Secondly, programmers who develop AI systems are supposed to know and understand their algorithms in the same way businesses enterprises such as banks need to know their clients. For instance, Eric Haller, the managing director of Datalabs at Experian, asserts that his data scientists are now required to be extra careful during this AI era than decades ago, fairly simple models were used. He adds that the firm was only needed to enter and store accurate data records, which would quickly and conveniently be retrieved and corrected if a mistake was reported (Noga, 2018). However, the introduction of artificial intelligence, which is used to power most of their models, complicated things because it is no longer easy to download and run open-source codes. Instead, data scientists are required to have a deep understanding of every source code entered into the algorithms and can elaborate it to the firm’s shareholders.   

Thirdly, transparency in data sources and AI systems facilitates auditing, which, in effect, helps to overcome bias. Artificial intelligence does not only help to cut on operational costs and replace human labor, but it also works best as a force multiplier, which allows the creation of new value. Through transparency, AI systems can easily be auditable and an explained to external stakeholder, which in return, foster fairness and creates room for making data more useful and practical (Rouse, 2019). Transparency in artificial intelligence helps organizations to monitor and transfer the costs saved by replacing human labor with machines to monetary values in the form of revenue.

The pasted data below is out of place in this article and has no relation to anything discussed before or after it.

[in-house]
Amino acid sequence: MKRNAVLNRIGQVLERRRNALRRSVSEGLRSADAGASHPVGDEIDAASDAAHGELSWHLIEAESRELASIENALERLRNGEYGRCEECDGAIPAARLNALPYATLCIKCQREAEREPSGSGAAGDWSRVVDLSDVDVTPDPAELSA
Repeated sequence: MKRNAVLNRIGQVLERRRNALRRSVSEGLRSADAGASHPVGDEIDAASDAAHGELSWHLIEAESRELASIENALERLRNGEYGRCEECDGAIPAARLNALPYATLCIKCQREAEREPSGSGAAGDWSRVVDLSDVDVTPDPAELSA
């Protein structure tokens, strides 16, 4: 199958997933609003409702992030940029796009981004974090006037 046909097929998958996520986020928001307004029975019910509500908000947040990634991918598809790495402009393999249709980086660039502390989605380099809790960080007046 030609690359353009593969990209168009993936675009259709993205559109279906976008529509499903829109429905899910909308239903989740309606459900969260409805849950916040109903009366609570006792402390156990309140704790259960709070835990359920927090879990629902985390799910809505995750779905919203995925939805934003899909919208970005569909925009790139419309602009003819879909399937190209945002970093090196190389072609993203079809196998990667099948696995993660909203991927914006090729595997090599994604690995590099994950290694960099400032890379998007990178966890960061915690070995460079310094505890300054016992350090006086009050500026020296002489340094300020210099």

Although transparency in artificial intelligence systems is known for its vast benefits, a recent study by Andrew Burt dubbed The AI Transparency Paradox noted several flaws linked to data transparency. Burt maintains that disclosing too much data on AI systems makes it easier for hackers to hack into the system. Releasing too much information about the functionality and the system’s source code makes it vulnerable to attackers who may, in turn, disclose the company’s confidential information. This does not only hamper the firm’s security, but it also makes it susceptible to regulatory actions or lawsuits. Therefore, although transparency comes with real benefits to AI systems, organizations need to think critically and carefully around it because it also poses operational hurdles. For instance, companies need to be extra keen when handling the information generated about their risks as well as how to protect and share it.  


Burt, A. (2019). The AI Transparency Paradox. Retrieved 12 February 2020, from

Noga, M. (2018). Bringing Transparency Into AI. Retrieved 12 February 2020, from

PRIVACY INTERNATIONAL. (2018). Privacy and Freedom of Expression in the Age of Artificial Intelligence. Retrieved 12 February 2020, from

Rouse, M. (2019). What is Artificial Intelligence (AI)? Retrieved 12 February 2020, from

Satell, G., & Sutton, J. (2019). We Need AI That Is Explainable, Auditable, and Transparent. Retrieved 12 February 2020, from

One thought on “Human Rights Framework and AI Regulation: Transparency of AI

  1. The example of a human-AI combination regarding minimising errors on reading radiology images is interesting!